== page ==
“Bali”: Between The Heroic And The Iniquitous
Long awaited by theatre aficionados in the city, a rousing new physical theatre production by the Pondicherry-based Adishakti group will finally be staged in Mumbai this week, as part of the ongoing Tata Literature Live festival. Written and directed by the enterprising Nimmy Raphael, Bali opened in April this year, just a couple of days after the birth anniversary of Adishakti founder and guiding light Veenapani Chawla. This is the troupe’s first independent work since Chawla’s passing in 2014.
The play draws upon events in the Ramayana leading up to the battle between brothers Sugriva and Bali, the monkey-king of Kishkindha. It is an encounter marked with resentment, pluckiness, and subterfuge, and Rama’s cloak-and-dagger complicity in Bali’s death raises questions about moral ambiguity, irrevocably blurring the line between the heroic and the iniquitous. Straddling the middle ground, Raphael’s production doesn’t apportion blame to one side or the other, instead reveling in the eternal gray of human frailties.
“I have always been intrigued by my own notions of right and wrong, and grappled with how we consider our own positions as absolute,” says Raphael.
The play offered an opportunity to explore different perspectives, even while taking off from an age-old myth with its own narrative obligations.
Bali is not necessarily a fresh interpretation of itihāsa (epic poems/history), but a contemporary piece with topical resonances, particularly in a socio-political climate that has become increasingly polarized, and where conceding one’s ideological ground is now anathema.
As Raphael explains, “It is something we cannot escape at this moment. It is all around us.”
Over three years from 2009, Adishakti had organized a Ramayana festival at its auspices, devoted to performative and visual representations of the great epic. Featuring traditional folk and classical forms as well as urban productions, the festival excavated a range of rich expressions—from 27 Assamese monks performing Sankaradeva’s Rama Vijaya in the rarely seen Sattriya style, to Kapila Nagavallikkunnel’s contemporary interpretation of Sita in the intricately stylized idiom of Nangiar Koothu (an offshoot of Kutiyattam).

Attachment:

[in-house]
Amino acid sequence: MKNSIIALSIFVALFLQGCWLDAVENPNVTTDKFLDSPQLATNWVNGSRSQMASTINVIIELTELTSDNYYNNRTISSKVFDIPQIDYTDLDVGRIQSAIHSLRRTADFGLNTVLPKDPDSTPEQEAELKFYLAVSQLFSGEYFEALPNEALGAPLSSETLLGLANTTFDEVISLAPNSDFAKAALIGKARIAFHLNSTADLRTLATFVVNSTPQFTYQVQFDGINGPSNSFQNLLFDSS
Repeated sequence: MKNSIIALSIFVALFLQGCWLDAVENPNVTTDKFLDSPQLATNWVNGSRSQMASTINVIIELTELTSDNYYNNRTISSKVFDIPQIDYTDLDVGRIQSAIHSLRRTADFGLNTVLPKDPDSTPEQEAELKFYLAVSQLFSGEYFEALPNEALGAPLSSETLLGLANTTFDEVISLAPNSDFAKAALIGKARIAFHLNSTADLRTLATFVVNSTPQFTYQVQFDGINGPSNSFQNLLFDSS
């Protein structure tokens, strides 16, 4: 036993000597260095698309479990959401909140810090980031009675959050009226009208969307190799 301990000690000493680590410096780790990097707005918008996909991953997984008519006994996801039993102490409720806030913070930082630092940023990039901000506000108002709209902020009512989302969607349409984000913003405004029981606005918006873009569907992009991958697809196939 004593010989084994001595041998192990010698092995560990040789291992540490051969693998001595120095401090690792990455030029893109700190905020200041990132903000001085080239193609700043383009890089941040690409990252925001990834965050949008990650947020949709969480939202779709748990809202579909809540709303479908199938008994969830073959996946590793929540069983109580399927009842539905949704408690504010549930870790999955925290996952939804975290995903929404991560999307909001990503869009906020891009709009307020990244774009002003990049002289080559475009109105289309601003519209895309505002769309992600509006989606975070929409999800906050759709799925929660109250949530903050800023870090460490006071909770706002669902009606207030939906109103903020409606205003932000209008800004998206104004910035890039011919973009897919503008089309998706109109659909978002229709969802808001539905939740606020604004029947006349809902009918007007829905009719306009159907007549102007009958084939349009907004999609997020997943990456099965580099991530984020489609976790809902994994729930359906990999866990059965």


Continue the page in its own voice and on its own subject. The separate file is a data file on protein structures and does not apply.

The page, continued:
“The Ramayana is a mirror of our daily lives, our quotidian experiences find a mirror in its themes,” states Raphael.
It was the personal dilemmas embedded in the tale of Bali that first drew Raphael to it, rather than just the myth. While she had already begun noting down snippets of inspiration, she chose to first create narratives around the personas of Kumbakarna and Laxmana in Nidravathwam, the piece she created in 2011.
Unburdened by legacy
In early 2017, goaded on by frequent collaborator Vinay Kumar, Raphael finally collated her images and ideas, inferences and conclusions, into a dramatic structure which started rehearsals in April last year. The influence of her mentors, Chawla and Kumar, notwithstanding, Raphael’s works are imprinted with her own style unburdened by the demands of legacy. She claims that her plays are not as “intellectual or philosophical” as Chawla’s signature pieces, but they are certainly thoughtful and conscientious in their own right.
A marked physicality of presentation rooted in Indian traditions remains a distinctive hallmark of Adishakti plays, but the journey to the gestural is not negotiated merely by the unleashing of the techniques the troupe has perfected, but by letting the emotions of the characters guide the process.
“It is always a struggle to find moments that are authentic for the characters and the situations,” explains Raphael.
The experimentation continues—for the wrestling duel between Bali and Sugriva, a kushti trainer from Pune was specifically hired to help create a new physical grammar for the production.
Adishakti’s amorphous working style in a rural residency often requires an extended investment of time and disposition that urban actors might be hard-pressed to easily pledge, but Bali appears to have struck a miraculous balance, and its team comprises both of those with a longstanding commitment to the space—Kumar plays the titular character—as well as those contracted for shorter sporadic stints with the production.
This article originally appeared in The Hindu on November 15, 2018, and has been reposted with permission.
This post was written by the author in their personal capacity. The opinions expressed in this article are the author's own and do not reflect the view of The Theatre Times, their staff or collaborators.